When asked to describe the qualities of a blues musician, there may be many people who would provide adjectives like “sad,” “down-n-out” or “depressed.”
These would not be very good terms for describing Gary Sappier.
Sappier, who is bringing his Gary Sappier Blues Band to Harvest for the first time, describes himself as “a very happy-go-lucky guy” who likes to “write about happy things” in order to take the negativity out of his life; this is a statement that was confirmed throughout our chat, in which he laughed easily and often, and lightly poked fun at himself—for instance, while discussing his lyrics, he self-deprecatingly referred to himself as “hardly the Bob Dylan of the blues”—proving that Sappier is not one to take himself too seriously.
Something he does take seriously, however, is his craft. The guitarist and songwriter began playing music at a very young age, getting his start playing drums in his father’s band. Though music runs in his family, Sappier did not seriously pursue it until 2002, when he saw an ECMA award show and told his wife, “That could be me up there.”
He hasn’t looked back since then and has released six albums, amassing a catalogue of about 50 original songs. He described his output as “all over the place: jazz to punk to rock to blues. I just don’t put it into one genre. I like to test my band.” This stylistic diversity is reflected in his lyrical output. As Sappier claimed, he draws inspiration from “different things going on in the world, current events, relationships,” or simply how he happens to feel on the given day that he’s writing.
Sometimes, his music even reflects his cultural background. Sappier hails from Tobique First Nation, which is reflected in tracks like “Tobique Blues,” a song that discusses “the things daily life is filled with in Tobique.” It is when writing about these roots that Sappier finds his positivity particularly important.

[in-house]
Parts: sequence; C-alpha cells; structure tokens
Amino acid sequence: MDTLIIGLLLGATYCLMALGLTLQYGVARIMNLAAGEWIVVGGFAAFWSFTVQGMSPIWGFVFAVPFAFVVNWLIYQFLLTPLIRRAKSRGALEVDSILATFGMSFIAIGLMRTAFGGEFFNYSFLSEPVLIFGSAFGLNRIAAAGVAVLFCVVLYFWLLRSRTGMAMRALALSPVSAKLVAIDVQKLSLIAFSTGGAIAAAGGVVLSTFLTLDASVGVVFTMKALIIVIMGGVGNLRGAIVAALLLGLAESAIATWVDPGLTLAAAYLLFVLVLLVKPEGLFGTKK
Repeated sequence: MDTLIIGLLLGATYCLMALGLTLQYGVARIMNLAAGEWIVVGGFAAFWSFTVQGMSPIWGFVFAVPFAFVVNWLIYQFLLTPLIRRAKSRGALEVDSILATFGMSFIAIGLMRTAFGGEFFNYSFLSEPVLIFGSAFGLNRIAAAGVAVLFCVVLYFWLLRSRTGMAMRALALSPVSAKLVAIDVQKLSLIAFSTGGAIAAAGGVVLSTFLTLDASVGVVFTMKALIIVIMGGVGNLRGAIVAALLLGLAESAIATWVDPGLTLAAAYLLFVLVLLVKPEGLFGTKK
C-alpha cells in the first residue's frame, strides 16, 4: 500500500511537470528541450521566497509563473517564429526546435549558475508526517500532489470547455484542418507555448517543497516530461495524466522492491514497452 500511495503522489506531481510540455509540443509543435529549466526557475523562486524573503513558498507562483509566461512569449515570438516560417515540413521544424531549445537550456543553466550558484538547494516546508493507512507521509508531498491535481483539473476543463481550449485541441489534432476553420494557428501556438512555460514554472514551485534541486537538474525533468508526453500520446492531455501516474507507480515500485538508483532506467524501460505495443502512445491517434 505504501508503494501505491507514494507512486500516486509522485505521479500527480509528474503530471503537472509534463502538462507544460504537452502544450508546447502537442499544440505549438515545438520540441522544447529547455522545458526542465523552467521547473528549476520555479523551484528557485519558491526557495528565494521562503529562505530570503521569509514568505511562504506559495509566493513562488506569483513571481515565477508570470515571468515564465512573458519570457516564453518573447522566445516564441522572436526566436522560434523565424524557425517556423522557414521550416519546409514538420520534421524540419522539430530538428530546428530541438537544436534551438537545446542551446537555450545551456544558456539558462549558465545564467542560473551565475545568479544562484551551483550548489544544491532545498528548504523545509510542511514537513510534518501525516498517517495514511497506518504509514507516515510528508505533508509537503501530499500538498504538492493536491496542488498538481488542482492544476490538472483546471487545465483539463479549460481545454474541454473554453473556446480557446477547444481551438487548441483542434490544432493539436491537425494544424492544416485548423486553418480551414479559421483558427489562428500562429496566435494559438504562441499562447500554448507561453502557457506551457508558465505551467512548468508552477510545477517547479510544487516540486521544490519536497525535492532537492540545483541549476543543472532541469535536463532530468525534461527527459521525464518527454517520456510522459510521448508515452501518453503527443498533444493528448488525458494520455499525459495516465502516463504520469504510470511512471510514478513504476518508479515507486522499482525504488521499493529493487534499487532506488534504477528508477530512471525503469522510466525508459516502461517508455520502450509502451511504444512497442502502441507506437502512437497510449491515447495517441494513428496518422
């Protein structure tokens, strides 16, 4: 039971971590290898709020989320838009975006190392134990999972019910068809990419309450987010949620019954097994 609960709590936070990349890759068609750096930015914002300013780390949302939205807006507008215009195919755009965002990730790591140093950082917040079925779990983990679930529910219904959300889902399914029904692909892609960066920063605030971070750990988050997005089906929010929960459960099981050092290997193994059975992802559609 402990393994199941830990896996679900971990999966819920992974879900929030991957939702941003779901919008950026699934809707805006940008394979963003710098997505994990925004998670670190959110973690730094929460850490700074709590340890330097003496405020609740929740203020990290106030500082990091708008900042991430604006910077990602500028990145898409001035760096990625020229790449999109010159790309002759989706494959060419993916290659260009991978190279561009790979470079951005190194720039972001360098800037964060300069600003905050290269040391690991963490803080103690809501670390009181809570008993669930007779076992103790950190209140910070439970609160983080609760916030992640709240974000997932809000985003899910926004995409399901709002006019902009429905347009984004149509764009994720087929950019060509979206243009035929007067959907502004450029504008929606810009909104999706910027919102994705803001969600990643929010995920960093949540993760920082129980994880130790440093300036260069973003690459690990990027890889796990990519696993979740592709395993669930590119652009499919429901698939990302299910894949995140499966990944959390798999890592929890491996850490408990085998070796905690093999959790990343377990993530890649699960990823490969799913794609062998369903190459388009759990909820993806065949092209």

“There can be a lot of negativity, a lot of hate on the reserves,” Sappier said. “It becomes so easy to give up. It’s so easy. It’s easy to say, ‘Hey man, I’m done’—but you need to keep going.”
In addition to spreading this encouragement through his music, Sappier also encourages perseverance and dedication through his new role with Wapikoni, a mobile studio that travels to Aboriginal communities, encouraging First Nations youth to pursue the arts; the role allows Sappier to serve as a mentor to youth in his community, and he enjoys sharing his knowledge and spirit, describing the service as one he wishes he had had access to. It also gives him motivation to keep working on his own music.
“When I was a kid, my dream was just to make one album. Now my music has taken me all around the world—but it just makes me wanna do more; I’m gonna keep going til’ I drop.”
First, however, Sappier remains eager to hit the Harvest stage. “I’m excited, stoked, ready to go … ready to take no prisoners,” he said. “It’s gonna be one of the key gigs of my career.”
And no matter how the set goes, attendees can expect his trademark positivity.
“I’ll be there with a smile on my face,” he promised.
The Gary Sappier Blues Band will take over the Cox & Palmer Blues Court on Sept. 15 at 10:15 p.m., immediately after Blind Dog, who was highlighted in a previous profile. For tickets and more information, visit Harvestjazzandblues.com.